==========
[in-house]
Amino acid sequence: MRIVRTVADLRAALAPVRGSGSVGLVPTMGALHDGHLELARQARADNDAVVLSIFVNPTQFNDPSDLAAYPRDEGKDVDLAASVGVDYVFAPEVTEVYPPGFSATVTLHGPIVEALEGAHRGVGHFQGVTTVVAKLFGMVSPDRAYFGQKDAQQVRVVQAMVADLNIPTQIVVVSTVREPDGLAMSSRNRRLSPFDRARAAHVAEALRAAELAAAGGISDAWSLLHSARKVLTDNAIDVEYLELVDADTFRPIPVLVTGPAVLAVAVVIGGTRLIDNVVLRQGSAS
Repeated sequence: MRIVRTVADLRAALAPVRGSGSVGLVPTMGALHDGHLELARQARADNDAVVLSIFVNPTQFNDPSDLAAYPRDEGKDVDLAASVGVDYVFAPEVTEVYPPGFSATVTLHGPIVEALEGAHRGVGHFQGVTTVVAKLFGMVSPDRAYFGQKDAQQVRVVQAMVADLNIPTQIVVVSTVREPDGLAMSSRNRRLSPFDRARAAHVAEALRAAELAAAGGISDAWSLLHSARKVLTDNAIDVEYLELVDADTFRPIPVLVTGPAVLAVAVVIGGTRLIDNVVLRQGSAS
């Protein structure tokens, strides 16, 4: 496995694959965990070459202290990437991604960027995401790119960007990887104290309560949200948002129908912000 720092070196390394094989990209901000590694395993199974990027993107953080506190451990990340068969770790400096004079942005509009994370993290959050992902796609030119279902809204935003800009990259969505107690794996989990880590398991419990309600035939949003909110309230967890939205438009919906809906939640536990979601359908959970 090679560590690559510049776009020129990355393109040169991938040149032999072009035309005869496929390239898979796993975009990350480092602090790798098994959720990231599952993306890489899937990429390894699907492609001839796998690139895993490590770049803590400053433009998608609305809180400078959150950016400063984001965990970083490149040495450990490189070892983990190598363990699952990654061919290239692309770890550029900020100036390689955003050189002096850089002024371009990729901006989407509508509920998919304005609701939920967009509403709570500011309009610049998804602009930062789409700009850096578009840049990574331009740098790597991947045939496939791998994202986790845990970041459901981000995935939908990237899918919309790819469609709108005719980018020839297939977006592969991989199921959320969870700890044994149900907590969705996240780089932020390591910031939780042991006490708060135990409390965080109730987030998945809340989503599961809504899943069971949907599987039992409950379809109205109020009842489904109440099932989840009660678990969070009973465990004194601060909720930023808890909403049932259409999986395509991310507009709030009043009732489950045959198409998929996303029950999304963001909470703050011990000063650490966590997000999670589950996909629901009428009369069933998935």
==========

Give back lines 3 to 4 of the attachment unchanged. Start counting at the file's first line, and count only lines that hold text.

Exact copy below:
Repeated sequence: MRIVRTVADLRAALAPVRGSGSVGLVPTMGALHDGHLELARQARADNDAVVLSIFVNPTQFNDPSDLAAYPRDEGKDVDLAASVGVDYVFAPEVTEVYPPGFSATVTLHGPIVEALEGAHRGVGHFQGVTTVVAKLFGMVSPDRAYFGQKDAQQVRVVQAMVADLNIPTQIVVVSTVREPDGLAMSSRNRRLSPFDRARAAHVAEALRAAELAAAGGISDAWSLLHSARKVLTDNAIDVEYLELVDADTFRPIPVLVTGPAVLAVAVVIGGTRLIDNVVLRQGSAS
């Protein structure tokens, strides 16, 4: 496995694959965990070459202290990437991604960027995401790119960007990887104290309560949200948002129908912000 720092070196390394094989990209901000590694395993199974990027993107953080506190451990990340068969770790400096004079942005509009994370993290959050992902796609030119279902809204935003800009990259969505107690794996989990880590398991419990309600035939949003909110309230967890939205438009919906809906939640536990979601359908959970 090679560590690559510049776009020129990355393109040169991938040149032999072009035309005869496929390239898979796993975009990350480092602090790798098994959720990231599952993306890489899937990429390894699907492609001839796998690139895993490590770049803590400053433009998608609305809180400078959150950016400063984001965990970083490149040495450990490189070892983990190598363990699952990654061919290239692309770890550029900020100036390689955003050189002096850089002024371009990729901006989407509508509920998919304005609701939920967009509403709570500011309009610049998804602009930062789409700009850096578009840049990574331009740098790597991947045939496939791998994202986790845990970041459901981000995935939908990237899918919309790819469609709108005719980018020839297939977006592969991989199921959320969870700890044994149900907590969705996240780089932020390591910031939780042991006490708060135990409390965080109730987030998945809340989503599961809504899943069971949907599987039992409950379809109205109020009842489904109440099932989840009660678990969070009973465990004194601060909720930023808890909403049932259409999986395509991310507009709030009043009732489950045959198409998929996303029950999304963001909470703050011990000063650490966590997000999670589950996909629901009428009369069933998935």